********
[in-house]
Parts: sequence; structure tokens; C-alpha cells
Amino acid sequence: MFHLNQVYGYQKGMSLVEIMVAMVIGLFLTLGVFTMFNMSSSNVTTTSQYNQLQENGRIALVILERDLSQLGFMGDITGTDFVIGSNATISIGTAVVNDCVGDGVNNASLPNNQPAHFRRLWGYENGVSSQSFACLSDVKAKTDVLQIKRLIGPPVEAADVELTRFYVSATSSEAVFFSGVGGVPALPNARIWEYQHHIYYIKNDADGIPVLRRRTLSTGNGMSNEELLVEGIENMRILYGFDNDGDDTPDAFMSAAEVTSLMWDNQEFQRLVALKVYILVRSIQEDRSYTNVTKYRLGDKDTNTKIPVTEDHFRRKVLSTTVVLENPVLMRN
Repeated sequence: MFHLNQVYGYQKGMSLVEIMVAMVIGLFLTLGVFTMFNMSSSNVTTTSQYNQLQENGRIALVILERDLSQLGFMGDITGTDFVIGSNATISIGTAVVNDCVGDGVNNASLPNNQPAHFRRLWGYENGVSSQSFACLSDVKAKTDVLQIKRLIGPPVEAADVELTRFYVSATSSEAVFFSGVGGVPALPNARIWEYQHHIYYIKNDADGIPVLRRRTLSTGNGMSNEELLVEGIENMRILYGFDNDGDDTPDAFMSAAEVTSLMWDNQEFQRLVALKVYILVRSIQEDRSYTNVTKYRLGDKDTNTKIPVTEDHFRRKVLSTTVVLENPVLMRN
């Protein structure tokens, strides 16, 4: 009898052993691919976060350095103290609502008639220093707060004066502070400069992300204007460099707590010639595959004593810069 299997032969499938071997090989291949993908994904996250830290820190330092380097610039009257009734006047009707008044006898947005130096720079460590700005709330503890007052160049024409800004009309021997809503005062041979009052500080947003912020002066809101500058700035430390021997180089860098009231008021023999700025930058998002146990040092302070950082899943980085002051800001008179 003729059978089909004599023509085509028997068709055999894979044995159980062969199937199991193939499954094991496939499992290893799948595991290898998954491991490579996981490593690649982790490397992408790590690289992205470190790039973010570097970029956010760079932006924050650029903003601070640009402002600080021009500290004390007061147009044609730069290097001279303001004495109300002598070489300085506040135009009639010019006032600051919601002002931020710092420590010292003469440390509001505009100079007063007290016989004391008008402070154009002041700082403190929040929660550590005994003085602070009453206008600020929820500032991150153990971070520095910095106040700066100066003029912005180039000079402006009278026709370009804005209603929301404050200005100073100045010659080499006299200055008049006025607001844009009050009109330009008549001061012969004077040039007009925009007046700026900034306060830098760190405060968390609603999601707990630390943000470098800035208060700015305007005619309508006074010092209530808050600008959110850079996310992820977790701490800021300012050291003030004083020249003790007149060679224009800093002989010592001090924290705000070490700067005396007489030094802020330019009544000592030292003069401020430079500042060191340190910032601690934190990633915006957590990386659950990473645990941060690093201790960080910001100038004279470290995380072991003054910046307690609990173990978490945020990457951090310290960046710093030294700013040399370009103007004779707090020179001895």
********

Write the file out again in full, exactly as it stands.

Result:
[in-house]
Parts: sequence; structure tokens; C-alpha cells
Amino acid sequence: MFHLNQVYGYQKGMSLVEIMVAMVIGLFLTLGVFTMFNMSSSNVTTTSQYNQLQENGRIALVILERDLSQLGFMGDITGTDFVIGSNATISIGTAVVNDCVGDGVNNASLPNNQPAHFRRLWGYENGVSSQSFACLSDVKAKTDVLQIKRLIGPPVEAADVELTRFYVSATSSEAVFFSGVGGVPALPNARIWEYQHHIYYIKNDADGIPVLRRRTLSTGNGMSNEELLVEGIENMRILYGFDNDGDDTPDAFMSAAEVTSLMWDNQEFQRLVALKVYILVRSIQEDRSYTNVTKYRLGDKDTNTKIPVTEDHFRRKVLSTTVVLENPVLMRN
Repeated sequence: MFHLNQVYGYQKGMSLVEIMVAMVIGLFLTLGVFTMFNMSSSNVTTTSQYNQLQENGRIALVILERDLSQLGFMGDITGTDFVIGSNATISIGTAVVNDCVGDGVNNASLPNNQPAHFRRLWGYENGVSSQSFACLSDVKAKTDVLQIKRLIGPPVEAADVELTRFYVSATSSEAVFFSGVGGVPALPNARIWEYQHHIYYIKNDADGIPVLRRRTLSTGNGMSNEELLVEGIENMRILYGFDNDGDDTPDAFMSAAEVTSLMWDNQEFQRLVALKVYILVRSIQEDRSYTNVTKYRLGDKDTNTKIPVTEDHFRRKVLSTTVVLENPVLMRN
């Protein structure tokens, strides 16, 4: 009898052993691919976060350095103290609502008639220093707060004066502070400069992300204007460099707590010639595959004593810069 299997032969499938071997090989291949993908994904996250830290820190330092380097610039009257009734006047009707008044006898947005130096720079460590700005709330503890007052160049024409800004009309021997809503005062041979009052500080947003912020002066809101500058700035430390021997180089860098009231008021023999700025930058998002146990040092302070950082899943980085002051800001008179 003729059978089909004599023509085509028997068709055999894979044995159980062969199937199991193939499954094991496939499992290893799948595991290898998954491991490579996981490593690649982790490397992408790590690289992205470190790039973010570097970029956010760079932006924050650029903003601070640009402002600080021009500290004390007061147009044609730069290097001279303001004495109300002598070489300085506040135009009639010019006032600051919601002002931020710092420590010292003469440390509001505009100079007063007290016989004391008008402070154009002041700082403190929040929660550590005994003085602070009453206008600020929820500032991150153990971070520095910095106040700066100066003029912005180039000079402006009278026709370009804005209603929301404050200005100073100045010659080499006299200055008049006025607001844009009050009109330009008549001061012969004077040039007009925009007046700026900034306060830098760190405060968390609603999601707990630390943000470098800035208060700015305007005619309508006074010092209530808050600008959110850079996310992820977790701490800021300012050291003030004083020249003790007149060679224009800093002989010592001090924290705000070490700067005396007489030094802020330019009544000592030292003069401020430079500042060191340190910032601690934190990633915006957590990386659950990473645990941060690093201790960080910001100038004279470290995380072991003054910046307690609990173990978490945020990457951090310290960046710093030294700013040399370009103007004779707090020179001895």